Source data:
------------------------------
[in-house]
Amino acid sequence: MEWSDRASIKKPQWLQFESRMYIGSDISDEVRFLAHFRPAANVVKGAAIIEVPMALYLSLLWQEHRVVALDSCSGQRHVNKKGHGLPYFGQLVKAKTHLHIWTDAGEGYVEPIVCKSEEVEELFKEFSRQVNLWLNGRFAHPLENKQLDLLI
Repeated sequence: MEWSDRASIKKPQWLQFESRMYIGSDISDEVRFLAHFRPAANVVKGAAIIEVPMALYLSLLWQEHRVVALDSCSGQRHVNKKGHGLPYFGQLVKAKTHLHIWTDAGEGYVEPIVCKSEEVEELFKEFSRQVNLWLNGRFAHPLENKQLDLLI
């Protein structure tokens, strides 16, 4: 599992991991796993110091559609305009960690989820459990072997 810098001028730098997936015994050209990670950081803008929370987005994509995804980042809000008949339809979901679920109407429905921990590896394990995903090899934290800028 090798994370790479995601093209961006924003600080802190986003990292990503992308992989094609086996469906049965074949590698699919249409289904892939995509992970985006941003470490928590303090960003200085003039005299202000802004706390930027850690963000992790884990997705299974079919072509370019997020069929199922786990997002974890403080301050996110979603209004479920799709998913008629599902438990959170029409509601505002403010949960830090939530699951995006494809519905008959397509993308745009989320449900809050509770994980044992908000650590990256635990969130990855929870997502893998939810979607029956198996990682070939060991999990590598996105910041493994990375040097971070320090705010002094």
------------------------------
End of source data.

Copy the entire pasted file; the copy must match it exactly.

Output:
[in-house]
Amino acid sequence: MEWSDRASIKKPQWLQFESRMYIGSDISDEVRFLAHFRPAANVVKGAAIIEVPMALYLSLLWQEHRVVALDSCSGQRHVNKKGHGLPYFGQLVKAKTHLHIWTDAGEGYVEPIVCKSEEVEELFKEFSRQVNLWLNGRFAHPLENKQLDLLI
Repeated sequence: MEWSDRASIKKPQWLQFESRMYIGSDISDEVRFLAHFRPAANVVKGAAIIEVPMALYLSLLWQEHRVVALDSCSGQRHVNKKGHGLPYFGQLVKAKTHLHIWTDAGEGYVEPIVCKSEEVEELFKEFSRQVNLWLNGRFAHPLENKQLDLLI
């Protein structure tokens, strides 16, 4: 599992991991796993110091559609305009960690989820459990072997 810098001028730098997936015994050209990670950081803008929370987005994509995804980042809000008949339809979901679920109407429905921990590896394990995903090899934290800028 090798994370790479995601093209961006924003600080802190986003990292990503992308992989094609086996469906049965074949590698699919249409289904892939995509992970985006941003470490928590303090960003200085003039005299202000802004706390930027850690963000992790884990997705299974079919072509370019997020069929199922786990997002974890403080301050996110979603209004479920799709998913008629599902438990959170029409509601505002403010949960830090939530699951995006494809519905008959397509993308745009989320449900809050509770994980044992908000650590990256635990969130990855929870997502893998939810979607029956198996990682070939060991999990590598996105910041493994990375040097971070320090705010002094």